The reflection coefficient for the Yagi array with 12 radiators is shown in black dashed line in Figure 2. It shows that the 12-element Yagi array works in the band from 4.64 GHz to 5.22 GHz for the reflection coefficient being less than −10 dB, with a fractional bandwidth of 11.8%. The bandwidth of the Yagi array with 12 radiators is very close to that of the Yagi array with 4 radiators. As a matter of fact, the driven and the first director elements play a much more important role in the bandwidth than other elements, since the coupling through a guided wave under the microstrip lines between the driven and the first director elements is much stronger than the coupling through space waves between other elements. Therefore, adding more director elements would not help to enhance the bandwidth in this type of Yagi array.
The gain of the antenna with 12 elements is shown in red line in Figure 6. Measured results show that the peak gain of the 12-element Yagi array is about 10.5 dBi in the band from 4.64 GHz to 5.22 GHz, which is about 1 dB higher than that of the 4-element Yagi array. Measured radiation patterns for the 12-element Yagi array are shown in Figure 8. It shows that the main beam of the 12-element Yagi array would point closer to endfire compared with the 4-element Yagi array. The beam direction is 65–75° entitled from the normal direction.
3. Comparisons with Yagi Array of Half-Wave Patch Antennas
In this section, the Yagi array of quarter-wave patch antennas is compared with the conventional Yagi array of half-wave patch antennas. The geometry of the Yagi array of half-wave patch antennas is shown in Figure 9. To have a reasonable compassion, the two kinds of Yagi arrays are fabricated on the same substrate. The length of the driven half-wave patch antenna is twice the effective length  of the quarter-wave patch antenna. To prevent higher modes of the half-wave patch antenna to be excited, the width of the half-wave patch antennas is 25 mm, which is smaller than the width of the quarter-wave patch antennas. The parameters for the Yagi array half-wave patch antennas and those for the Yagi arrays of quarter-wave patch antennas are given in Table 1.
Simulated results for the reflection coefficient and gain for the 4-element Yagi array of half-wave patch antennas are shown in Figure 10. Simulated results for the radiation patterns in the elevation and azimuth planes for the Yagi array are shown in Figure 11. Table 2 gives data for the comparisons between the Yagi array of half-wave patch antennas and the Yagi array of quarter-wave patch antennas.
From Table 2, it is seen that the bandwidth of the Yagi array of quarter-wave patch antennas is slightly wider than the Yagi array of half-wave patch antenna. The size of the ground plane for the Yagi array of quarter-wave patch antenna is smaller than that for the Yagi array of half-wave patch antenna, because the length of each quarter-wave patch antenna is only half the length of the corresponding half-wave patch antenna. The main beam of the Yagi array of quarter-wave patch antennas points closer to endfire than that of the Yagi array of half-wave patch antennas, because a single quarter-wave patch antenna has an almost omnidirectional pattern in upper half-space (when in infinite ground plane) while a single half-wave patch antenna has its main beam point at broadside . The F/B ratio for the Yagi array of quarter-wave patch antennas is higher than that for the Yagi array of half-wave patch antennas. The gains are almost the same for the two kinds of Yagi arrays. The efficiency for the Yagi array of quarter-wave patch antennas is not as high as that for the Yagi array of quarter-wave antennas due to the conducting loss of the shorting vias in the quarter-wave patch antennas. Actually, the shorting-vias may also result in a sloppy fabrication, so the period of the shorting-vias should not be too small (the period of the shorting-vias is about 2–2.5 times the diameter of the shorting-vias ).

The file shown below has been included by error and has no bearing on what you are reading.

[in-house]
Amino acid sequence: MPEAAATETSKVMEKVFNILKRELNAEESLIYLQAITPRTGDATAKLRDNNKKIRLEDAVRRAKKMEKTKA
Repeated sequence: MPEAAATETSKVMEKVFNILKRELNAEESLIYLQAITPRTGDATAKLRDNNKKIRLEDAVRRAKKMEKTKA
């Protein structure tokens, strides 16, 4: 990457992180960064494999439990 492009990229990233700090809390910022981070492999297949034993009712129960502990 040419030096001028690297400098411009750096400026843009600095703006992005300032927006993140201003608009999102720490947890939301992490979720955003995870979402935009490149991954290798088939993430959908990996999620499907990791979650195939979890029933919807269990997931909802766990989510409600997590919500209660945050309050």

A new type of Yagi array of quarter-wave patch antennas has been presented and studied. The Yagi array has a wide bandwidth and a high gain and provides a vertical polarization in the horizontal plane. A Yagi array with 4 microstrip quarter-wave patch antennas is designed and measured. Measured results show that the Yagi array generates a gain of about 9.5 dBi and a bandwidth of 11.3%, with an overall size of mm2 and a profile of 1.5 mm. An increase of director radiators of the Yagi array would enhance the gain and has the main beam pointing closer to endfire.
Compared with the classical Yagi array of half-wave patch antennas, the presented Yagi array of quarter-wave antennas has a smaller length, a slightly wider bandwidth, a beam closer to endfire, and a higher F/B ratio. However, the efficiency of the Yagi array of quarter-wave patch antennas is not as high as that of the Yagi array of half-wave patch antennas. Both types of Yagi arrays have almost the same gains.
Conflict of Interests
The authors declare that there is no conflict of interests regarding the publication of this paper.
This work was supported in part by the Research Project of Guangdong Province (2012B090600009).